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Sunday, 4 June 2017

Doctor Who 'The Lie of the Land' Review

Bill begins to believe the Monk's lies especially after the Doctor leads humanity towards further oppression. But an unlikely ally provides the answers they need,  one that marks the end for Bill.

The concluding chapter to the 'Monk Trilogy' is provocative in it's ability to incite the uprise of humanity against the Monks. The notion that humanity will not resist oppressive forces if they know it's always been that way showcases the unique trait which separates the Monks from other invasive races.

 Doctor Who The Lie of the Land

Writer Toby Whithouse's script follows Bill's journey as she tells her Mum the story of her reunion with the Doctor and Nardole. It's crisp, confident and tense and as Bill makes the hardest decision she will most likely ever make- killing the Doctor- to ensure humanity has a chance to fight back against the Monks, the story superseds into complete lightness and humour. 

Pearl Mackie and Peter Capaldi deliver stunning performances as they bounce off each other's anger, frustration and desperation. Director Wayne Yip takes an opportunity to deliver some amitious and stylish shots; the flashes of the Monks lies flittering in front of the screen and the slow motion cuts are aesthetically fracturing, emphasising the fake world humanity now lives in.


Doctor Who: "The Lie of the Land" Review - IGN

The Monks defeat was concluded strongly; the intricacies of the human heart against political miss fire battled against the truth. Bill needs to deal with the fact that she shot the Doctor, even if it was as an act of betrayal and bravery. This one choice could challenge her understanding of her capabilities and how much the Doctor has come to mean to her.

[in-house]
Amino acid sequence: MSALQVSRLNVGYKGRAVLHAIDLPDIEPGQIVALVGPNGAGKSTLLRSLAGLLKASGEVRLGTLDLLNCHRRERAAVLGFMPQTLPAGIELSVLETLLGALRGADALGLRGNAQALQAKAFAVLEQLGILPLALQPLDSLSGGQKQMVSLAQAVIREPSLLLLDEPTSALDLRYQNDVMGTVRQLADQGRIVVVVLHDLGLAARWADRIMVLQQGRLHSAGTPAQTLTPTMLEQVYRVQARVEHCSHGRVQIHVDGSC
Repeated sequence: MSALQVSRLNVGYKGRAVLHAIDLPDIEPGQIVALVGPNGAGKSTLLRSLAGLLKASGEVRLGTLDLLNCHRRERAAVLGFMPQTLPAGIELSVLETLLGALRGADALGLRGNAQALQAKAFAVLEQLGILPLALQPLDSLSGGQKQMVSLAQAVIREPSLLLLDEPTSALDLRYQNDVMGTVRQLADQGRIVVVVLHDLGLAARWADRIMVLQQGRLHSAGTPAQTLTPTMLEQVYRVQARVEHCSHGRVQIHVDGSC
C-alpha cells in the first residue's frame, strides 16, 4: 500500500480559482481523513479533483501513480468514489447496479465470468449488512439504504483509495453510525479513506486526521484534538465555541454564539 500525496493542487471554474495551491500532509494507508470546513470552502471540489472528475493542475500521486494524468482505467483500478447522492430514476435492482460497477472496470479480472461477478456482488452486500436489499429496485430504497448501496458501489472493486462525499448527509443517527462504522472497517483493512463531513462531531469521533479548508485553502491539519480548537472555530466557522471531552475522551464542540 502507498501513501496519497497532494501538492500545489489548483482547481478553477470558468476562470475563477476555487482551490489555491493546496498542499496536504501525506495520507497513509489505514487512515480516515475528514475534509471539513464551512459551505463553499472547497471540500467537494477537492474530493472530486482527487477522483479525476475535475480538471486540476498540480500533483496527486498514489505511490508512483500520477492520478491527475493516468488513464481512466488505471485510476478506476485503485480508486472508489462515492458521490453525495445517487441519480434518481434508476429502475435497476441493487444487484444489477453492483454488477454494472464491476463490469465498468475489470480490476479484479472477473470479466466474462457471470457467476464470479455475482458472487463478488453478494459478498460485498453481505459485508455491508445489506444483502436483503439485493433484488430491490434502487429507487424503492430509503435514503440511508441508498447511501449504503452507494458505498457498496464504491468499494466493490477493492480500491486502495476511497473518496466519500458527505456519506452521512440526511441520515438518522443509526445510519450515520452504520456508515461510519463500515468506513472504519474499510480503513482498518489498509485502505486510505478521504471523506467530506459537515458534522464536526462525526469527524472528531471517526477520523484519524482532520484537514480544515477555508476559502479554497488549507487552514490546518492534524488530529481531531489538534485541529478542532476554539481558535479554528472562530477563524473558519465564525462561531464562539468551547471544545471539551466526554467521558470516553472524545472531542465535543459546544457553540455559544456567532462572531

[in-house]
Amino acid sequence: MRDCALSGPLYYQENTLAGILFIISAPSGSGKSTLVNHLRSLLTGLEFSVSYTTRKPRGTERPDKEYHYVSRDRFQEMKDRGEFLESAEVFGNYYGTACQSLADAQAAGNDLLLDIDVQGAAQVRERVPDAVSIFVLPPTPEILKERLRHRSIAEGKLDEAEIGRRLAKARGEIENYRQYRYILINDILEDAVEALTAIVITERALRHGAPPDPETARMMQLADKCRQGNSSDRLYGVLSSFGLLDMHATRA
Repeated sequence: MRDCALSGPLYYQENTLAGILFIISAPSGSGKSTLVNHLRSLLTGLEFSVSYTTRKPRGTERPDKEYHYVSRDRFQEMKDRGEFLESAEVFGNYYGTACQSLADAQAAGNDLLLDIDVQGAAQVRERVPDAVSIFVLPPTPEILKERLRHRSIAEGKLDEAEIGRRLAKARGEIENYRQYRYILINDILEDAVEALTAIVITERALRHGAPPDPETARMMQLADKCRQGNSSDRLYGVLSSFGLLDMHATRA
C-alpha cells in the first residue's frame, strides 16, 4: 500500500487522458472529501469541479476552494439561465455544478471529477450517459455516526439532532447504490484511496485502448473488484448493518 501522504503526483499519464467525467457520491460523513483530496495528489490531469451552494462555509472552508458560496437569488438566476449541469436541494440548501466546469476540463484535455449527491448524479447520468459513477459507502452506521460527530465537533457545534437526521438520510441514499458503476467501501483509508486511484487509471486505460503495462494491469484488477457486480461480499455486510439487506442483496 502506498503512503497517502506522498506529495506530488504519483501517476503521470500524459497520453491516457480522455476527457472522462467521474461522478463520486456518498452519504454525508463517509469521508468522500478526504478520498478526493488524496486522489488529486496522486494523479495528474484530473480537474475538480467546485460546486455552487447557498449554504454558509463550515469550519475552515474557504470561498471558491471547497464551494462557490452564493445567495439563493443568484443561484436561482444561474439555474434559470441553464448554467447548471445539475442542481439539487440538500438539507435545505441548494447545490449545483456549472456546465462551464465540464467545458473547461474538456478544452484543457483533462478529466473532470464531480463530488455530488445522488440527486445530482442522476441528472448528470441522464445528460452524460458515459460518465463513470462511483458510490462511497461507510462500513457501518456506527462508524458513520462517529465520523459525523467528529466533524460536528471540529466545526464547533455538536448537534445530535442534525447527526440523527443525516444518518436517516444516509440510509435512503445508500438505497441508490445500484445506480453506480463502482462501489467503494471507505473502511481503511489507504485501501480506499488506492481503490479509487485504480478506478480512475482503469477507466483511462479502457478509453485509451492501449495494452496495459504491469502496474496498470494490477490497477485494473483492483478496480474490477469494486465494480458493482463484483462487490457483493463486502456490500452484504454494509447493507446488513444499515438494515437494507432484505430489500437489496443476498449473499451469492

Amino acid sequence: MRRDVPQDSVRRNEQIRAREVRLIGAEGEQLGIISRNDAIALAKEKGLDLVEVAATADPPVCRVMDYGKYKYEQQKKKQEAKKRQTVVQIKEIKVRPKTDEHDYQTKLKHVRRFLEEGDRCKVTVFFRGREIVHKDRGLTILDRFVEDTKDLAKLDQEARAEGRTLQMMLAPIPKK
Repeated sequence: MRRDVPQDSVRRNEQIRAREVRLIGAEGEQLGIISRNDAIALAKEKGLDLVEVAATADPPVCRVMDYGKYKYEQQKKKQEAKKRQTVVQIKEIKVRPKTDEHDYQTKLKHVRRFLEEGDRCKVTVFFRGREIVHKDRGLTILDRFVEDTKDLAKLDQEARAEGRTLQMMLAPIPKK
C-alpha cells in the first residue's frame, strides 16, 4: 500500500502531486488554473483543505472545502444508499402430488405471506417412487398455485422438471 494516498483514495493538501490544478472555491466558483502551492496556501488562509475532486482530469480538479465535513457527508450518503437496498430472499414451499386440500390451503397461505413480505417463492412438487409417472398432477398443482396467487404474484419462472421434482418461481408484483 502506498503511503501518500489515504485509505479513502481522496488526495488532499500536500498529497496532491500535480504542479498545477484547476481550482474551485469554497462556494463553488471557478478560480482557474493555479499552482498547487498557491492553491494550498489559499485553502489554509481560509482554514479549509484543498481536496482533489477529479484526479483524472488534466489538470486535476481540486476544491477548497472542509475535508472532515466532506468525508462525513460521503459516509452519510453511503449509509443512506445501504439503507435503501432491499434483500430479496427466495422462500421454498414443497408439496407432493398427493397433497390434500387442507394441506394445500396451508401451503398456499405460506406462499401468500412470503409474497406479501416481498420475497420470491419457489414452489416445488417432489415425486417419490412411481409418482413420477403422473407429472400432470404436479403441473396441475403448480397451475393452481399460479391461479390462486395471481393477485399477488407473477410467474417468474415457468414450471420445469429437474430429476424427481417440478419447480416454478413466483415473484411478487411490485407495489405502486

Murray Gold's music is light yet intimidating and has a spy tinkering quality to it that's dramatic but sophisticated.  Bill's thought of her mother was the metaphorical scissor that cut the link between Bill's mind and the Monks power. 


Doctor Who The Lie Of The Land

This pure and raw thought was beautifully woven into the climax as Bill gave her mother a voice. This theme of love and trust being more powerful than any benevolent force is both liberating and what makes the show unique. The majority of defeats is the strength of one human and their memories, experiences and relationships rising up against the most intellectual and universal antagonists.

Missy's development was poignant and powerful; she still has that razor sharp wit and accent bursts but the writers are beginning to investigate into why she has led such a destructive and selfish existence. 

 Doctor Who: "The Lie of the Land" Review - IGN

 Michelle Gomez proves she can make us howl with laughter and weep as hard as stubborn toddler. The lasting image of her recounting the lives she has taken and being surprised at how much it hurts her is a testament to how much more there is to explore and learn about her character.

The Lie of the Land is a provocative, tense, powerful and unique exploration of an invasion story. The 'Monk Trilogy' has been a consistently strong set of episodes that have experimented with imagination and relevant issues.  Combine the two and you get a collection of adventure, tragedy, bravery, liberation and waves of memorable humour. 


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